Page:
It’s about time to track your evolution with this distance test. This test is, perhaps, the most relevant test for everyone – regardless of how in shape one feels. With it, you can have a clear overview of your progress. As you repeat the test, you can also collect more information and have a clear […]

It’s about time to track your evolution with this distance test. This test is, perhaps, the most relevant test for everyone – regardless of how in shape one feels. With it, you can have a clear overview of your progress. As you repeat the test, you can also collect more information and have a clear view on how you’re improving. Here’s how to do it: 

Track your evolution indoors – on a treadmill

We suggest you perform our indoor distance test on a treadmill and there’s a good reason behind this recommendation; over a treadmill, you have better control over the surface you run upon, and you can, for instance, increase inclination and create a slope on the treadmill.

We also find that it’s prudent beginning with a half or one per cent inclination throughout the test instead of adjusting the treadmill up and down along the way.

It’s fundamental that you have good warm up, from 10 to 20 minutes, before you begin the test. Also, make sure that you’re running for distance instead of a time-based interval.

After finishing your warm up, it’s advisable that you set the treadmill for the specific distance you’re about to run. This way you’ll be able to see its countdown, something that most people often find motivating.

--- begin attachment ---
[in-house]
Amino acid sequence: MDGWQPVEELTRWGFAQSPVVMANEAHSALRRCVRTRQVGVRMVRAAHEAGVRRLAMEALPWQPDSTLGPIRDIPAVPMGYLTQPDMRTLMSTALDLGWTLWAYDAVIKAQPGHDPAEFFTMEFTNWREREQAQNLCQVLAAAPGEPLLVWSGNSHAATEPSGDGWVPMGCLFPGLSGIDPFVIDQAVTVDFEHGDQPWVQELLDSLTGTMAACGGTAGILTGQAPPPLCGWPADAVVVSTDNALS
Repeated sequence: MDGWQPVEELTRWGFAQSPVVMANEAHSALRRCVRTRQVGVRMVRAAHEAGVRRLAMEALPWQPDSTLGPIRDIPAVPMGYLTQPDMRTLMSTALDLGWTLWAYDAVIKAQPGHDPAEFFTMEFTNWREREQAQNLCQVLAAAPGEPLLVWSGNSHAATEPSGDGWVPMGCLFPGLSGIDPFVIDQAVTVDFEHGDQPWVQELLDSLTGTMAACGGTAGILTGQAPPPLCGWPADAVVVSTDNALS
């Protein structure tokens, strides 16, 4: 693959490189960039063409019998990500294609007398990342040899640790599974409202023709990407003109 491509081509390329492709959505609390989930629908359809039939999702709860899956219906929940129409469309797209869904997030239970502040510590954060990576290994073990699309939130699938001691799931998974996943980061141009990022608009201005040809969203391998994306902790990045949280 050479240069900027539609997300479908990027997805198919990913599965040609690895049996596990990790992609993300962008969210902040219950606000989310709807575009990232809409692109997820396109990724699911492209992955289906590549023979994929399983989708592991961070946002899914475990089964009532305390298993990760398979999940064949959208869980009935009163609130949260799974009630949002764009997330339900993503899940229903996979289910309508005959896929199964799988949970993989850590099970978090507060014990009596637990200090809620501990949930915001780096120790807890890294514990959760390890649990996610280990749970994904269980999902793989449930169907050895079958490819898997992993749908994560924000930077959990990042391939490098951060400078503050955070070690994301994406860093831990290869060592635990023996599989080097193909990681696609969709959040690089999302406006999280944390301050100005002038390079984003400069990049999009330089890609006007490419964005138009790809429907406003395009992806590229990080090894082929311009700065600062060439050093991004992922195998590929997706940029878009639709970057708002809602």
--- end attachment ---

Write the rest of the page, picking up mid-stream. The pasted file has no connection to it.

Another positive side of doing this test on a treadmill is how straightforward it is to control the speed on the treadmill. You do not have to wonder how fast you’re going since you are the one in control of it. 

What information can you get from this test?

 

This distance test gives you a concrete picture on how in shape or not you are. It also helps you identify the speed you can maintain and for how long through the challenge.

The test results from the distance test should be an essential part of your basis for evaluating the quality of your workouts between each test. Distance tests show you your physical development throughout the season. They are often handy when you perform them for several years because this way you get an ever-wider and broader comparison basis. The results along the years will most definitely surprise you.

Assessment of test results

 

A distance test is not a standardised test; you use your test results as a basis for evaluating what is good or bad. The shorter the time you spend on the distance, the better you can consider your overall fitness level has become.

Test Frequency

 

If you divide your training year into different periods, it will be advisable to test before and after each period. If you do not divide your exercise routine like this, you can perform this test every sixth or eight weeks.

 

Suitable for:

anyone, any level

Don’t miss out on the 5 rules to make sure your test is completely trustworthy – here.

Find other exercises and tests you can try to keep your performance in check – here.

Test developed by Personal Trainer Halvor Lauvstad

Halvor studied at NIH and has been a product manager at SATS and general manager of Norsk Fitness. He has written a series of books about training, including “Best in Birken”. Currently, he is lecturing for AFPT in Norway.